PN Review Print and Online Poetry Magazine
Most Read... Rebecca WattsThe Cult of the Noble Amateur
(PN Review 239)
Mark FordLetters And So It Goes
Letters from Young Mr Grace
(aka John Ashbery)

(PN Review 239)
Henry Kingon Toby Martinez de las Rivas
(PN Review 244)
Eavan BolandA Lyric Voice at Bay
(PN Review 121)
Vahni CapildeoOn Judging Prizes, & Reading More than Six Really Good Books
(PN Review 237)
Jamie OsbornIn conversation with Sasha Dugdale
(PN Review 240)
Poems Articles Interviews Reports Reviews Contributors
PN Review Blog
Monthly Carcanet Books
Next Issue Vahni Capildeo The Boisterous Weeping of Margery Kempe Paul Muldoon The Fly Sinead Morrissey Put Off That Mask Jane Yeh Three Poems Sarah Rothenberg Poetry and Music: Exile and Return

This article is taken from PN Review 242, Volume 44 Number 6, July - August 2018.

Translator’s Notebook (ed. James McGonigal)
Re-translating Concrete Poetry
A Translator's Notebook (8)
edited by James McGonigal
Edwin Morgan
EDWIN MORGAN’s 1960s experiments in concrete poetry were accompanied by serious work of advocacy for an international movement that was generally disparaged in Scotland and the UK. His engagement was personal as well as academic. In an earlier article in PN Review 214 (November–December 2013), I used his letters to avant-garde poets to convey something of his experience of that dare-devil decade – ‘like being shot from a gun’, as he later remarked. In his life and in society at large he felt carried aloft on a trajectory of liberation. He had fallen in love in a reciprocal and long-lasting relationship with John Scott, a warehouseman from industrial Lanarkshire. This was life-changing, certainly, but in music and fashion too, in politics, space exploration and sexual attitudes there suddenly appeared to be new forces at play. And since this was happening across Europe and America, Morgan could think even more positively about his connections with international experimental poetry, and his engagement with younger Scottish writers and artists who were also responding to a changing world.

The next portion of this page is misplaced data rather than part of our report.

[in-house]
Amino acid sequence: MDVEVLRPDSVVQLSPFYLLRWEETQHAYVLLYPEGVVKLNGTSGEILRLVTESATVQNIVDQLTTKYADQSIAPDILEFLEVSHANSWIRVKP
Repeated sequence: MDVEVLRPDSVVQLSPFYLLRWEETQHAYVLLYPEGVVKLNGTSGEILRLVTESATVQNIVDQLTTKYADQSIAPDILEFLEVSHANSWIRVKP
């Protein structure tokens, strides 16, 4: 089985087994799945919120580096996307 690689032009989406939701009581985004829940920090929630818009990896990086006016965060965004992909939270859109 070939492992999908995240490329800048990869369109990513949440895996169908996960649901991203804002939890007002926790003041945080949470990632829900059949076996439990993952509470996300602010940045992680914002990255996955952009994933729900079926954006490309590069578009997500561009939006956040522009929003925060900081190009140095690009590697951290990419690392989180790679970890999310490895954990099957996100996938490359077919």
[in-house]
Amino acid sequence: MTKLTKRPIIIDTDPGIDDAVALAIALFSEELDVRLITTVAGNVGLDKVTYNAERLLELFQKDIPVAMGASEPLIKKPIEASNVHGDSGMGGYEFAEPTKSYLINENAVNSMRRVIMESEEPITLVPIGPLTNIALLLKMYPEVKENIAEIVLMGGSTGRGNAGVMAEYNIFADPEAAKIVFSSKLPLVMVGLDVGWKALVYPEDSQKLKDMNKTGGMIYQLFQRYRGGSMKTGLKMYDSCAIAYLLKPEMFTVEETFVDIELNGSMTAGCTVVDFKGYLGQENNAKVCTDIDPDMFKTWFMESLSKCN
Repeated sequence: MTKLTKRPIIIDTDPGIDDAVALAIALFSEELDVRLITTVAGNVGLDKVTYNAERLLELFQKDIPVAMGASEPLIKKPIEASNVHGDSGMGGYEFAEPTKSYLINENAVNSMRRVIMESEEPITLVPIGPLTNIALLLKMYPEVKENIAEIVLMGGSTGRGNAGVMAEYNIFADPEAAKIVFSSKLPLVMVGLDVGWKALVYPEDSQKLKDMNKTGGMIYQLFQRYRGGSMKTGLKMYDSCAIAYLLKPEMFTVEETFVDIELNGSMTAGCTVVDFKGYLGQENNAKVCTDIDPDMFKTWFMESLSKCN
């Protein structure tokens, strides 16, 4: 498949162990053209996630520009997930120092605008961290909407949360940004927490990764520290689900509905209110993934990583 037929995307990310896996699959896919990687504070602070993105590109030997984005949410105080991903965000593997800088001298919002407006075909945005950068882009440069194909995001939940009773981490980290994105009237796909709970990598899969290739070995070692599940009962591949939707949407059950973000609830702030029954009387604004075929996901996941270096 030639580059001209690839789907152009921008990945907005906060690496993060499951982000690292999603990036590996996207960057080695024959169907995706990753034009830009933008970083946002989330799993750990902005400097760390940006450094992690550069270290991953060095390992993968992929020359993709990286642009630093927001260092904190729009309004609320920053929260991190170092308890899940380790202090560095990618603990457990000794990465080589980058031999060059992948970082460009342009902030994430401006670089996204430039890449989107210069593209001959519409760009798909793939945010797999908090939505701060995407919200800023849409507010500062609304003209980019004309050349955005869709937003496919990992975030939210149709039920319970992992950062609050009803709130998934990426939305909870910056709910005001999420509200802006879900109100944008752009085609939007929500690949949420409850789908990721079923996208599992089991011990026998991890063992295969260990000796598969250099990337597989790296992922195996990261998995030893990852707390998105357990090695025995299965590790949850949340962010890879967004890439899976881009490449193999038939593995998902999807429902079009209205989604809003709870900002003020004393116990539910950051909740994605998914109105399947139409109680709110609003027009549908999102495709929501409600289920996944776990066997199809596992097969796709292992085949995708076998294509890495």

He celebrates this amazing alteration from his darker 1950s in ‘The Second Life’ (composed May 1963), the title poem of his first collection. Turning forty, he discovers that his Glasgow is ‘an aspiring place’, where both its urban landscape and his own life are being reshaped in a spirit of rebirth in which all things seem possible – and are!

Can it be like this, and is this what it means
in Glasgow now, writing as the aircraft ...


Searching, please wait... animated waiting image